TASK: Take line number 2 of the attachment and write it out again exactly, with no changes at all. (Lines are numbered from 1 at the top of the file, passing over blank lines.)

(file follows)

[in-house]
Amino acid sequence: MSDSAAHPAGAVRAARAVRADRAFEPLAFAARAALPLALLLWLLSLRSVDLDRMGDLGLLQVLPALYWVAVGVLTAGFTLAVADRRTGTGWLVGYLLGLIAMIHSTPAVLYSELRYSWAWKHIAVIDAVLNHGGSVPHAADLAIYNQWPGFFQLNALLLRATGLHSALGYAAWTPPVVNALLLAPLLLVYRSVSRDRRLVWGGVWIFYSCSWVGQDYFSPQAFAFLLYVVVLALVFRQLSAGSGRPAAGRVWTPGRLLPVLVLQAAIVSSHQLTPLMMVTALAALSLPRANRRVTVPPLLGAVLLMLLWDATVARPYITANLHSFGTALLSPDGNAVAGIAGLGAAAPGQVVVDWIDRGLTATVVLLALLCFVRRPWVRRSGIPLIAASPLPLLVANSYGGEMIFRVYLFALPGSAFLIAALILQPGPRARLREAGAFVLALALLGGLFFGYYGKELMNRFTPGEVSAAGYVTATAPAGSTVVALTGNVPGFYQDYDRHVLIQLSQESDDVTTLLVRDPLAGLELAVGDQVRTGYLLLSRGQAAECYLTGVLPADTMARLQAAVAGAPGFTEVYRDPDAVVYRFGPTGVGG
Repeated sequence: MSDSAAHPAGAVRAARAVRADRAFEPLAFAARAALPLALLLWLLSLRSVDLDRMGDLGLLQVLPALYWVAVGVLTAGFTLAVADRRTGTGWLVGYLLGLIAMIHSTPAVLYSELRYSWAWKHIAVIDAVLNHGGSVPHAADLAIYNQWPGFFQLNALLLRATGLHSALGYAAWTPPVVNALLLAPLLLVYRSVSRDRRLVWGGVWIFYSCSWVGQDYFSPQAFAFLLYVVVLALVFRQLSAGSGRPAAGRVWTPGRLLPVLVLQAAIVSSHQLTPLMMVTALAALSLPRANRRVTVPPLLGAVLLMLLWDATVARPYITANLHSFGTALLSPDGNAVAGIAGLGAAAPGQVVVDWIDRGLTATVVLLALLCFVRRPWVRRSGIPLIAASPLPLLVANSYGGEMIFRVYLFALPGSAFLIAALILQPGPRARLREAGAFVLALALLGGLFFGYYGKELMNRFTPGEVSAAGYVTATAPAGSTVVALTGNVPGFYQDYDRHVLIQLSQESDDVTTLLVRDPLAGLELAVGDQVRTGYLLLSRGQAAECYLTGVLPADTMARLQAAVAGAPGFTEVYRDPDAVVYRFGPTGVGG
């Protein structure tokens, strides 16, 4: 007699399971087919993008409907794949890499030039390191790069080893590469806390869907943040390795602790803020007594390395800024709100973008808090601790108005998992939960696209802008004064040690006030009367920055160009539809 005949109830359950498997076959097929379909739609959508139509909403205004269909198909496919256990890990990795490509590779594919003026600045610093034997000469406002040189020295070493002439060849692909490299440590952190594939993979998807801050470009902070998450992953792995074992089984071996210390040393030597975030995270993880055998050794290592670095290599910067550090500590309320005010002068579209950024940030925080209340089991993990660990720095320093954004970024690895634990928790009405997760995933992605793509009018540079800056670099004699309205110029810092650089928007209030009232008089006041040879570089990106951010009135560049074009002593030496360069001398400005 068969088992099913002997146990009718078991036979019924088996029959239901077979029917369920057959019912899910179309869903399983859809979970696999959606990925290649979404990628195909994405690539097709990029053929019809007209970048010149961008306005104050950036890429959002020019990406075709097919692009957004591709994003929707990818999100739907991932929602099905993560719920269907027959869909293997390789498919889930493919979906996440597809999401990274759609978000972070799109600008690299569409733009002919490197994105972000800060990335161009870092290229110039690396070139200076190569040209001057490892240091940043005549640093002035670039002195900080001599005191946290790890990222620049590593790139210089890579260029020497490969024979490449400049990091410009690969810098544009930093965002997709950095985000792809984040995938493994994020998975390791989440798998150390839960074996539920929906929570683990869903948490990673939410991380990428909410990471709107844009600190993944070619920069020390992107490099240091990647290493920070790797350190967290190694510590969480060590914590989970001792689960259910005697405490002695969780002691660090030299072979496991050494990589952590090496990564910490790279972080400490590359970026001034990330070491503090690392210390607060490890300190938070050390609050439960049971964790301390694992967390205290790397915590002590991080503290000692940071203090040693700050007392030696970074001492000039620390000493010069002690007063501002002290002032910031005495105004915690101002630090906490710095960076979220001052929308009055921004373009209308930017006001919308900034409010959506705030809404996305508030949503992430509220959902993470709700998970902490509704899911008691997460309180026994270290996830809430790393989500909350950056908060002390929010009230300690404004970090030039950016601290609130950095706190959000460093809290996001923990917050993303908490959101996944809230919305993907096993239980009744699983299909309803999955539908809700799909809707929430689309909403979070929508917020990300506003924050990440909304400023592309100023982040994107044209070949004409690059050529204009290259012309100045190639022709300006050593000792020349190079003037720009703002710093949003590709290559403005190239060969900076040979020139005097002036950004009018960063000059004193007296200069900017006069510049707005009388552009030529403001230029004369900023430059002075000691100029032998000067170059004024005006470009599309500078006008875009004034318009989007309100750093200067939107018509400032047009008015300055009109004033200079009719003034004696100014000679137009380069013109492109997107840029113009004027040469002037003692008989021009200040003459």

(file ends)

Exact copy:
Amino acid sequence: MSDSAAHPAGAVRAARAVRADRAFEPLAFAARAALPLALLLWLLSLRSVDLDRMGDLGLLQVLPALYWVAVGVLTAGFTLAVADRRTGTGWLVGYLLGLIAMIHSTPAVLYSELRYSWAWKHIAVIDAVLNHGGSVPHAADLAIYNQWPGFFQLNALLLRATGLHSALGYAAWTPPVVNALLLAPLLLVYRSVSRDRRLVWGGVWIFYSCSWVGQDYFSPQAFAFLLYVVVLALVFRQLSAGSGRPAAGRVWTPGRLLPVLVLQAAIVSSHQLTPLMMVTALAALSLPRANRRVTVPPLLGAVLLMLLWDATVARPYITANLHSFGTALLSPDGNAVAGIAGLGAAAPGQVVVDWIDRGLTATVVLLALLCFVRRPWVRRSGIPLIAASPLPLLVANSYGGEMIFRVYLFALPGSAFLIAALILQPGPRARLREAGAFVLALALLGGLFFGYYGKELMNRFTPGEVSAAGYVTATAPAGSTVVALTGNVPGFYQDYDRHVLIQLSQESDDVTTLLVRDPLAGLELAVGDQVRTGYLLLSRGQAAECYLTGVLPADTMARLQAAVAGAPGFTEVYRDPDAVVYRFGPTGVGG